The riders of WorldTour neophytes GreenEdge were the last to sign on for stage 1 of the Santos Tour Down Under. Following a lead-in that will have seemed an eternity to some, given that the project was nearly two years in the making, the professional peloton's newest outfit was clearly keen to just turn up and get the job done.
Following a difficult few days under an unwanted spotlight, due to an alleged "minor assault" of a chauffeur, Stuart O'Grady was driven to let his legs do the talking. His efforts in the 133-man bunch were typically gritty, spending an hour on the front in the sweltering, oven-like conditions trying to bring back the day's break containing Rohan Dennis (UniSA), Marcello Pavarin (Vacansoleil-DCM), Martin Kohler (BMC) and Eduard Vorganov (Katusha), whose lead stretched out to 11:20 at one point.
O'Grady should have had assistance from young motor Luke Durbridge, but the neo-pro was suffering from heat exhaustion, with temperatures on the road reported to have reached almost 50 degrees Celsius.
"Luke got a little fried today so we gave him another job, which was just to survive," explained sports director, Matt White.
O'Grady said that with GreenEdge essentially a man down out on the road, the team had to do what it could. "It wasn't exactly the plan but we had to improvise a bit," O'Grady explained. "Luke was suffering a bit from his accident the other day so we had to work round that.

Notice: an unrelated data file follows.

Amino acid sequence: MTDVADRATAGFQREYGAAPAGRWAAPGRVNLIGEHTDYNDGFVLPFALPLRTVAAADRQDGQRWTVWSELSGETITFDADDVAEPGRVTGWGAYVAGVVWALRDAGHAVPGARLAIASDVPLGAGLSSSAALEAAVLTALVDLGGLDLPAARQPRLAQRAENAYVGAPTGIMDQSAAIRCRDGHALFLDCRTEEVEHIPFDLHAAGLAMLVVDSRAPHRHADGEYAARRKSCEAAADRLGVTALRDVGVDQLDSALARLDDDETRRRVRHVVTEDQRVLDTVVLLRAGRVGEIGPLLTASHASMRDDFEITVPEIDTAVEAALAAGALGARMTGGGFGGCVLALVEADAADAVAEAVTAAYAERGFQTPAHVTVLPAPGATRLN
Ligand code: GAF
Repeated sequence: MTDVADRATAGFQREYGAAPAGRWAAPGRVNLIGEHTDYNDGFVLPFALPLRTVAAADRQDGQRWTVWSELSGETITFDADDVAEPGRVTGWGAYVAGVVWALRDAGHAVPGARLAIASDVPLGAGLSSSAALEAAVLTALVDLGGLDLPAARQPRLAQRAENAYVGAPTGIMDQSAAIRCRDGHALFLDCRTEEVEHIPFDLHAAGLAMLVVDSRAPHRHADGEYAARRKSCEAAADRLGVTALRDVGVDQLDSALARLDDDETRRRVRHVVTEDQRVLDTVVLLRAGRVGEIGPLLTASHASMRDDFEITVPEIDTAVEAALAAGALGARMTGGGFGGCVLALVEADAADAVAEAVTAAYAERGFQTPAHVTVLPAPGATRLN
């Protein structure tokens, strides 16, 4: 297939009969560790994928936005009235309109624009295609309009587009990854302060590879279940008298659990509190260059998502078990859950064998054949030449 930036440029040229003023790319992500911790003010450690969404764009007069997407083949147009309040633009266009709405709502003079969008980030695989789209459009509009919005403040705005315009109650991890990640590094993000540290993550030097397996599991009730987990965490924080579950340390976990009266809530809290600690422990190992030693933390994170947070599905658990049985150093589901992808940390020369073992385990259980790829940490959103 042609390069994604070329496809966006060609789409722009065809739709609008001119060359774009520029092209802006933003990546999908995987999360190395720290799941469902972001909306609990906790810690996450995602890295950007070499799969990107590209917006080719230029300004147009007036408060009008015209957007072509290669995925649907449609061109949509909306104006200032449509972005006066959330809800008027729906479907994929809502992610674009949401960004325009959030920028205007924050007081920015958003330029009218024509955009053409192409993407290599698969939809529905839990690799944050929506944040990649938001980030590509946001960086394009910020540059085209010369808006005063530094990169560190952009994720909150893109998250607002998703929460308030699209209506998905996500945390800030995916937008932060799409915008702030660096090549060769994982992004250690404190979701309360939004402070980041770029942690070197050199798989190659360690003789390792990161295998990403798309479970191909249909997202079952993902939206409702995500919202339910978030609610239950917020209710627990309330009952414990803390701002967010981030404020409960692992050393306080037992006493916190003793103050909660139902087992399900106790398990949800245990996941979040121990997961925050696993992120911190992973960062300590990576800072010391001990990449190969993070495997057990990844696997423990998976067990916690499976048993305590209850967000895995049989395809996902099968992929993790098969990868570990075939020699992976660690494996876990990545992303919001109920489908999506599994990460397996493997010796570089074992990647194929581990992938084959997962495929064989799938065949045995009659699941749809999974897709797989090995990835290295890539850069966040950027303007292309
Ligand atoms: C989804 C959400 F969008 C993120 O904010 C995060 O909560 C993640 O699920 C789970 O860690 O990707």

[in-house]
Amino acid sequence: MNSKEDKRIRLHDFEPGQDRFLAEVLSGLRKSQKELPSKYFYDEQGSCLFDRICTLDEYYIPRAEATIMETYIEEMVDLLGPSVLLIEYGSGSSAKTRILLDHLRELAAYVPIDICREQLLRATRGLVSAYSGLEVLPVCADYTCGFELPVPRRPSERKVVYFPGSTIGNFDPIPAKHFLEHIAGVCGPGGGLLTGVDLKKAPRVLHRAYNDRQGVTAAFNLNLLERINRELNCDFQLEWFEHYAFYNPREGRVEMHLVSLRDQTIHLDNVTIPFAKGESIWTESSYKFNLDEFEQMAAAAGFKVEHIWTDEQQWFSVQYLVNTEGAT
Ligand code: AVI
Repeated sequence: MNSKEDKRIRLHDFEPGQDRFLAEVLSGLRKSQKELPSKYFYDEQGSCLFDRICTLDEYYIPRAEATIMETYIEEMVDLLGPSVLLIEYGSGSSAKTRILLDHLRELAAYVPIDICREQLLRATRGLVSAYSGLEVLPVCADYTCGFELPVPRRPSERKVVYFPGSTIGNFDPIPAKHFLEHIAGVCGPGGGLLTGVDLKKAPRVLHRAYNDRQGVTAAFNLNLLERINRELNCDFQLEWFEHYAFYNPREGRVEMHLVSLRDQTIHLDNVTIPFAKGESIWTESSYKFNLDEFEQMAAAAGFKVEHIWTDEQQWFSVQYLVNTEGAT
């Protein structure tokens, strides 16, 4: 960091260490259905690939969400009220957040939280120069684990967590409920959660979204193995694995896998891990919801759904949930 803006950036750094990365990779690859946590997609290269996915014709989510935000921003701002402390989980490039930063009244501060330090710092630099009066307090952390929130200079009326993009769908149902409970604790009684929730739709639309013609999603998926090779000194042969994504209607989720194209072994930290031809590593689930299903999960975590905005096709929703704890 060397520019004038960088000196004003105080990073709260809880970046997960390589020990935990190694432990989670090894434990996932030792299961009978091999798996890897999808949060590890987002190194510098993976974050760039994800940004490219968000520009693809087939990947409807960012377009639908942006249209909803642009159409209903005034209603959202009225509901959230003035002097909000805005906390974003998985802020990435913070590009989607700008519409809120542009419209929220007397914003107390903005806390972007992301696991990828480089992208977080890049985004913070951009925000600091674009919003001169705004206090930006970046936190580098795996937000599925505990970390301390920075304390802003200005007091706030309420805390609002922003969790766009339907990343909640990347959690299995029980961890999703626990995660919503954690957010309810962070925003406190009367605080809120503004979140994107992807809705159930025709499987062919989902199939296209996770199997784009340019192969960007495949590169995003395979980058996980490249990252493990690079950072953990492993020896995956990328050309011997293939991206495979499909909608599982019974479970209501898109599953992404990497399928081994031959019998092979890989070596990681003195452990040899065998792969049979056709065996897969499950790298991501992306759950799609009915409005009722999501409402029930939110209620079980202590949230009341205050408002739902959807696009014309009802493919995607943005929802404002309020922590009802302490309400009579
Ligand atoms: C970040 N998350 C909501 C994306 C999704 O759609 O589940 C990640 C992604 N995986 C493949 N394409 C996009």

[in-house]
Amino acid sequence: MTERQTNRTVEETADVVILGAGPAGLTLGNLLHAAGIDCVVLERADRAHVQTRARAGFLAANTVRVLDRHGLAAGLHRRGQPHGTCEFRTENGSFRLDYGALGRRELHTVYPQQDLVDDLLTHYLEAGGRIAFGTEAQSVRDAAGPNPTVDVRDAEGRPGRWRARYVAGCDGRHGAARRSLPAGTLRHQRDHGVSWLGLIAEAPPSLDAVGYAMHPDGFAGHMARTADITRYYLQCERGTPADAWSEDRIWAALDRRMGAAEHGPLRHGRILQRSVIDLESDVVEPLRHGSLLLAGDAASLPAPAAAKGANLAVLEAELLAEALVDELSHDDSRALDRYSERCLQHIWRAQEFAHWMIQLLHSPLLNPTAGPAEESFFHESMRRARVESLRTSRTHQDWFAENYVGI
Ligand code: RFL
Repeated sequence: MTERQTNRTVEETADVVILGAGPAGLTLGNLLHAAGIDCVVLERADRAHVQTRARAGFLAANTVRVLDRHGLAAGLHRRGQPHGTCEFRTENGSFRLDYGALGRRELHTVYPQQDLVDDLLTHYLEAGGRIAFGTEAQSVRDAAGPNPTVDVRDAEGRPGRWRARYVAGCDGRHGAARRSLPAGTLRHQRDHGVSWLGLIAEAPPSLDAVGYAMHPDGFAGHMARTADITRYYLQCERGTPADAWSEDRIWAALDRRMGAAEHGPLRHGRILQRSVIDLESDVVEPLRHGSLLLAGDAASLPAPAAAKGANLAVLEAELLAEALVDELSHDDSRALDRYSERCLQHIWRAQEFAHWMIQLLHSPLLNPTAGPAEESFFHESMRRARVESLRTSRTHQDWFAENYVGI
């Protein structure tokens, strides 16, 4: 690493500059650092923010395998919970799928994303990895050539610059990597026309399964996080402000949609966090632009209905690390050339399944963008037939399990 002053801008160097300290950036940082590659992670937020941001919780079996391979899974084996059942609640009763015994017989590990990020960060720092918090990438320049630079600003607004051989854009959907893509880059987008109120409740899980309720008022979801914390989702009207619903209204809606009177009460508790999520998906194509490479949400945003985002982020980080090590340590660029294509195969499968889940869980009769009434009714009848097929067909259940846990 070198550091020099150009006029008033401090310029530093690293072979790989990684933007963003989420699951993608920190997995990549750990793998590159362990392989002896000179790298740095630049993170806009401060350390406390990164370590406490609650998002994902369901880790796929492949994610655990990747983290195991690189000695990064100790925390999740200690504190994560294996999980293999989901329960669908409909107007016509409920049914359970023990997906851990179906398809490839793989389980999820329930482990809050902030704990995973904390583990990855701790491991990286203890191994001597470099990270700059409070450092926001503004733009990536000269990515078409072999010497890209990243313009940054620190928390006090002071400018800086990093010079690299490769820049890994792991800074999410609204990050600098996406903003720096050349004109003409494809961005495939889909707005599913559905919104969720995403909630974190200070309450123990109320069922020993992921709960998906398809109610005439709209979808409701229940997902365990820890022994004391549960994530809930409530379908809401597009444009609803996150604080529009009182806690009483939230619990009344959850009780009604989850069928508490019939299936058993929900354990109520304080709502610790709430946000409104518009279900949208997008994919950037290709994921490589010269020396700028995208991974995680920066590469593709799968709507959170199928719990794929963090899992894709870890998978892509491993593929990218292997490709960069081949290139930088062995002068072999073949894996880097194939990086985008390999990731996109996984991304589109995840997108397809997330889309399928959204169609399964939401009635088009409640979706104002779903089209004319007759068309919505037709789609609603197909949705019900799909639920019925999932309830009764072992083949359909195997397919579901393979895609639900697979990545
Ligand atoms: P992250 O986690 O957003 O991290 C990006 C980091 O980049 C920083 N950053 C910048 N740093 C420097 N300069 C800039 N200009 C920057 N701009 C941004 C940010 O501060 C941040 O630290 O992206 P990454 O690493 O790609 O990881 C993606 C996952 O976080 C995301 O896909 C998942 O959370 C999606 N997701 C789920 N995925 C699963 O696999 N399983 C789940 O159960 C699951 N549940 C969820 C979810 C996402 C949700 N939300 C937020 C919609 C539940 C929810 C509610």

"It was just horrific heat and wind out there," he continued. "We weren't getting much assistance.
"The wind was incredible and on our computers it was showing 49 degrees. It's just impossible to get the fluids in. It was a difficult day."
Given that stage 1 was a day for the pure sprinters, the peloton looked for the sprinters’ teams to work, with André Greipel (Lotto-Belisol), Mark Renshaw (Rabobank), Alessandro Petacchi (Lampre-ISD) and Edvald Boasson Hagen (Sky), as well as GreenEdge's Matt Goss, all favourites to be in contention over the final few hundred metres.
Greipel was at first held up due to a crash just after the one kilometre to go banner, but recovered to come across the line first. As for GreenEdge, their highest-placed rider across the line was general classification favourite Simon Gerrans, who finished 35th on the same time as the German two-time winner of the event, but with time bonuses awarded is 10 seconds off the overall lead.
Goss, Robbie McEwen, Leigh Howard, defending champion Cameron Meyer, O'Grady and Durbridge were caught behind the crash and arrived in 1:40 behind Greipel but as the incident occurred within the final three kilometres, that deficit was expunged and they too are 10 seconds down on GC.
"When you put the world's best sprinters in the same race, there are more sprinters here than in the Tour de France because there are no mountains, so it makes it very competitive," White said of the chaotic last kilometre.
"Early-season racing, no matter where it is, is always a little sketchy. Everyone is keen to impress their new teams or team bosses; it makes it even more tricky here.
"A crash is a crash and we are happy to all be in one piece."
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As a sports journalist and producer since 1997, Jane has covered Olympic and Commonwealth Games, rugby league, motorsport, cricket, surfing, triathlon, rugby union, and golf for print, radio, television and online. However her enduring passion has been cycling.
Jane is a former Australian Editor of Cyclingnews from 2011 to 2013 and continues to freelance within the cycling industry.
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